Bittner advances the concept that police are called upon to respond to a situation about which something must be done. It has been stated many times in the literature of policing that they are viewed as an immediately available resource in times of emergency and crisis. To rephrase Bittner: police are called upon to do something about which something must be done and no one else is ready, willing, or able to do it. In the past, the police were seldom properly prepared for their mission and in some cases operated in a confusing and conflicting legal arena.

One aspect of that legal arena is less confusing and not in variance with legal ethics since the U.S. Supreme Court decision in Frazier v. Cupp (1969) affirmed the legality of deceptive police interrogation tactics. And again in Oregon v. Mathiason (1977) the court did not object to deception by the police during an investigative interview. Although police investigative interrogation and police hostage negotiation are not identical there has not been a published legal challenge to police utilizing deceptive practices during negotiations. It should be noted that occasionally defendants have raised Miranda issues once in custody for their hostage holding, but that legal argument has never been successful.

The main issue in considering the advisability of police deceptive practices during negotiations is the negative impact that premature discovery of the lying would have on the trust and rapport that the negotiator is attempting to establish, thereby further endangering the hostage(s). Another concern is the possibility of harmful precedent if the deceptive practice is revealed after the event.

In addition to considering if it is morally wrong to engage in hostage negotiation, or once involved in negotiation whether one should deceive hostage takers, a number of other ethical issues occasionally arise. Returning to the geometry-given analogy, it is almost a universal given that the media will respond to hostage-holding situations that they become aware of. The manner in which reporters, producers, and editors cover the story can have serious implications for the instant case and beyond. This challenge is potentially exacerbated by First Amendment issues that are important to a democratic way of life.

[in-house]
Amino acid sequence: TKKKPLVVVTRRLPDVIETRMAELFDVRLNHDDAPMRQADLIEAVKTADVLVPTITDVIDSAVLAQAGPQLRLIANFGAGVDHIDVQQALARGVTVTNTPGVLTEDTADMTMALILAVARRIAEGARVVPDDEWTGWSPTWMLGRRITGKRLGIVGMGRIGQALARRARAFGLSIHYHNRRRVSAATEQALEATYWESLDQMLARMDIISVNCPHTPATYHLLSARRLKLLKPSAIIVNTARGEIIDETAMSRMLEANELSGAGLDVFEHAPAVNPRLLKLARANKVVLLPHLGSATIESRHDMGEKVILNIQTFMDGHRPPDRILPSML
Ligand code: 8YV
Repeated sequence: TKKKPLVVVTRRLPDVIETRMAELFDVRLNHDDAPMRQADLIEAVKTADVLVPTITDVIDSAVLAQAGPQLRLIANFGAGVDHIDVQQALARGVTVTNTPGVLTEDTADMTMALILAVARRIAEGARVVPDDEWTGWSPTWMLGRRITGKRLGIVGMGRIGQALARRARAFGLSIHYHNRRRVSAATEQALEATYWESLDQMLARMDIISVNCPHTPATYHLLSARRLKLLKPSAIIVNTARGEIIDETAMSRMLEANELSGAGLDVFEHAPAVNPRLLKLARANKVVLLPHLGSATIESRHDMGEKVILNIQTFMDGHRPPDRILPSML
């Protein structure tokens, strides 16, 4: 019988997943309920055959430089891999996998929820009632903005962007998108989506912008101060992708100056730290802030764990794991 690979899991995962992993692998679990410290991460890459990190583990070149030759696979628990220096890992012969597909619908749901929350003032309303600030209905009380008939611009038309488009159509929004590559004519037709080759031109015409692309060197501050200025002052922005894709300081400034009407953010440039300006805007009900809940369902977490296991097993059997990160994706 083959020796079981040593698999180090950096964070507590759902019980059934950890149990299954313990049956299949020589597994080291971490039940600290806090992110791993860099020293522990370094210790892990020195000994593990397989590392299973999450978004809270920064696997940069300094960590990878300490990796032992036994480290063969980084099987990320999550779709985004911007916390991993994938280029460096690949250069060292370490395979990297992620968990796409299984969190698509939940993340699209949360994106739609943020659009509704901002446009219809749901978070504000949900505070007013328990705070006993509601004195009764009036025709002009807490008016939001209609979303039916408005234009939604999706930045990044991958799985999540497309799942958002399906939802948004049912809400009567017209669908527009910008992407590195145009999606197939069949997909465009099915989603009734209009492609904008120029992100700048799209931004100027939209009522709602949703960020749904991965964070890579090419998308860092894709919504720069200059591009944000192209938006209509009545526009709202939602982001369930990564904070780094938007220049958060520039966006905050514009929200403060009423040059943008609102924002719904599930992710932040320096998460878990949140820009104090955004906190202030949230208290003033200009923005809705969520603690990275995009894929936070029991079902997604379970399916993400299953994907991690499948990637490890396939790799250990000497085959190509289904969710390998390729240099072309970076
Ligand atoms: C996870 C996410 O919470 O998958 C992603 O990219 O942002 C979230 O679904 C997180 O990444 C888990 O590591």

Somewhat akin to issues raised by media response and reporting is the presence of attorneys asserting representation for the hostage holder(s) or even the hostage(s) while the event is still in the crisis stage. And, if a lawyer is representing the law enforcement agency or level of government that the negotiator is employed by, an issue of following employer legal advice or direction is introduced.

Finally, one additional group may present particular concerns during an incident: psychiatrists, psychologists, and other mental health practitioners. Whether the therapist is guided by the American Medical Association’s Code of Medical Ethics for the psychiatrist or the American Psychological Association’s Ethical Principles of Psychologists and Code of Conduct, or some other canon of ethical practice, the negotiator will do all that is possible to extract information that may be useful for the immediate saving of lives.

It has been noted that during or immediately after a police hostage negotiation event it sometimes seems easier to deal with the armed and threatening hostage holder than with the array of others that may respond and interject themselves into the process. The bottom line is that ethical issues abound and the primary issue for the police negotiator is to protect life.

Bibliography:

  1. Bittner, Egon. “Florence Nightingale in Pursuit of Willie Sutton: A Theory of the Police.” In Classics of Criminology, Joseph E. Jacoby, Theresa A. Severance, and Alan S. Bruce, eds. Long Grove, IL: Waveland Press, 2012.
  2. Burke, Francis V. “Lying During Crisis Negotiations: A Costly Means to Expedient Resolution.” Criminal Justice Ethics, v.14/1 (1995).
  3. Crelinsten, Ronald D. and Denis Szabo. Hostage-Taking. Lexington, MA: Heath, 1979.
  4. Kuykendall, J. and R. R. Roberg. “Mapping Police Organizational Change.” Criminology, v.20/3 (1982).
  5. Louden, Robert J. “Hostage/Crisis Negotiation: An Exemplar of FBI and Local Law Enforcement Cooperation.” Law Enforcement Executive Forum, v.8/1 (2008).
  6. Rogan, R. G., M. R. Hammer, and C. R. Van Zandt. Dynamic Processes of Crisis Negotiation: Theory, Research and Practice. Westport, CT: Praeger,
  7. Schneider, Andrea Kupfer and Christopher Honeyman, eds. The Negotiator’s Fieldbook: The Desk Reference for the Experienced Negotiator. Washington, DC: American Bar Association, 2006.